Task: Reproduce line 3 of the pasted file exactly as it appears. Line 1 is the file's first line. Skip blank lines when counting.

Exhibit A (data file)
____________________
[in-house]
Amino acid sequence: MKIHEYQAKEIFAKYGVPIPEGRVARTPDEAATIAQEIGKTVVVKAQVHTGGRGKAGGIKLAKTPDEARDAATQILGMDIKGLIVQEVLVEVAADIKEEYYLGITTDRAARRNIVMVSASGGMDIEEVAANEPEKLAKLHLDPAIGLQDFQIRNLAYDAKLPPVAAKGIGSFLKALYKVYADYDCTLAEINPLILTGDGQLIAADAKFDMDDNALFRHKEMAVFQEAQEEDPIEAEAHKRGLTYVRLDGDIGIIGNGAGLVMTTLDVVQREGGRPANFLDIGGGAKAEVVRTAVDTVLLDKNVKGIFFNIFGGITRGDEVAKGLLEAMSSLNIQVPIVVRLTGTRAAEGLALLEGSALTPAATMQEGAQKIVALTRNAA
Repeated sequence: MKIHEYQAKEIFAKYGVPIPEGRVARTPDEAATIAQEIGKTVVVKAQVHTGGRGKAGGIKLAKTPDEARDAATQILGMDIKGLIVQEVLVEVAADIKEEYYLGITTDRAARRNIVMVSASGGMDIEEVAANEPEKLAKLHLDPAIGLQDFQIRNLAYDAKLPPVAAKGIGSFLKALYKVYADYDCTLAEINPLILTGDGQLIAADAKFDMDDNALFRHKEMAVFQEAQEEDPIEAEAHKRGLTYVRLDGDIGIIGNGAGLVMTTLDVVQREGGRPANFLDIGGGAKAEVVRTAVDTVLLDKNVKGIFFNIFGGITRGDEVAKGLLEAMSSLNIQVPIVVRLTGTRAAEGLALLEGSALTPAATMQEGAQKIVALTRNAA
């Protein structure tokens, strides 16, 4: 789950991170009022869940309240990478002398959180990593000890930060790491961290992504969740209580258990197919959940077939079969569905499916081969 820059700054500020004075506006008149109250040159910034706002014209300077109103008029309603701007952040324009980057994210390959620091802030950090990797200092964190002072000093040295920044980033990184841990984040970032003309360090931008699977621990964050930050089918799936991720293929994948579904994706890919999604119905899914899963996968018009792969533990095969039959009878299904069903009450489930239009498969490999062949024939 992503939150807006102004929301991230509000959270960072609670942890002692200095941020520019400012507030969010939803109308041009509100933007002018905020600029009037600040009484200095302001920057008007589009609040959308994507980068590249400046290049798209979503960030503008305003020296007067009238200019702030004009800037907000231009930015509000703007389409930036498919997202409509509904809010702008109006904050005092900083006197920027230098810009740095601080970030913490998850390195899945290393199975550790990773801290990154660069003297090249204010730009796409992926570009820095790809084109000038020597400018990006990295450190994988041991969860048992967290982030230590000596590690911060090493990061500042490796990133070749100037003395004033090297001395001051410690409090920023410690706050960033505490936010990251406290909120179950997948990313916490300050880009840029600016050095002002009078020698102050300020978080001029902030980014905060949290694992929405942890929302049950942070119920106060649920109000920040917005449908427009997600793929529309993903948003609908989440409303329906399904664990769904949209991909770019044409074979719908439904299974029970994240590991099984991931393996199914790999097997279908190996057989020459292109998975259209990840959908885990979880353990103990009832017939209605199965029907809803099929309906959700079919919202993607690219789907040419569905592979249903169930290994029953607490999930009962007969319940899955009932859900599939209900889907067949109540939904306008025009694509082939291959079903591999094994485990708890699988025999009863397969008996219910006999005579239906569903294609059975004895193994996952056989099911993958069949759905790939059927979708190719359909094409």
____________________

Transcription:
Repeated sequence: MKIHEYQAKEIFAKYGVPIPEGRVARTPDEAATIAQEIGKTVVVKAQVHTGGRGKAGGIKLAKTPDEARDAATQILGMDIKGLIVQEVLVEVAADIKEEYYLGITTDRAARRNIVMVSASGGMDIEEVAANEPEKLAKLHLDPAIGLQDFQIRNLAYDAKLPPVAAKGIGSFLKALYKVYADYDCTLAEINPLILTGDGQLIAADAKFDMDDNALFRHKEMAVFQEAQEEDPIEAEAHKRGLTYVRLDGDIGIIGNGAGLVMTTLDVVQREGGRPANFLDIGGGAKAEVVRTAVDTVLLDKNVKGIFFNIFGGITRGDEVAKGLLEAMSSLNIQVPIVVRLTGTRAAEGLALLEGSALTPAATMQEGAQKIVALTRNAA